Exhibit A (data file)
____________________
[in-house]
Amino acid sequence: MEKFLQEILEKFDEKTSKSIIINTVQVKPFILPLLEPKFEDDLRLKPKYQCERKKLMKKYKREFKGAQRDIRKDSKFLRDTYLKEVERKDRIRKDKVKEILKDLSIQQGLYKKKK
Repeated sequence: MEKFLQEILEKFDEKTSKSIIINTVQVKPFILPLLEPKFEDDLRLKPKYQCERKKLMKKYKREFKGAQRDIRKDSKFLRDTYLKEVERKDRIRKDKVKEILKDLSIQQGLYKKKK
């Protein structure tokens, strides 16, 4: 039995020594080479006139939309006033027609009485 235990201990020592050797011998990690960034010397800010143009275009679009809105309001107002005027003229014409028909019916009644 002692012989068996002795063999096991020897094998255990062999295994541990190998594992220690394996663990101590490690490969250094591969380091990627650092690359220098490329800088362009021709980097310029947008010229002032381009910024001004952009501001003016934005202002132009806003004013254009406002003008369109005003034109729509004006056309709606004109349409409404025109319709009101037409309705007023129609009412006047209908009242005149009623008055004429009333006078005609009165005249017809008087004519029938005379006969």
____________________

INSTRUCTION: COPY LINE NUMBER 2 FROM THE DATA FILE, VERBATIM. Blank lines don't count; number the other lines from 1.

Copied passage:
Amino acid sequence: MEKFLQEILEKFDEKTSKSIIINTVQVKPFILPLLEPKFEDDLRLKPKYQCERKKLMKKYKREFKGAQRDIRKDSKFLRDTYLKEVERKDRIRKDKVKEILKDLSIQQGLYKKKK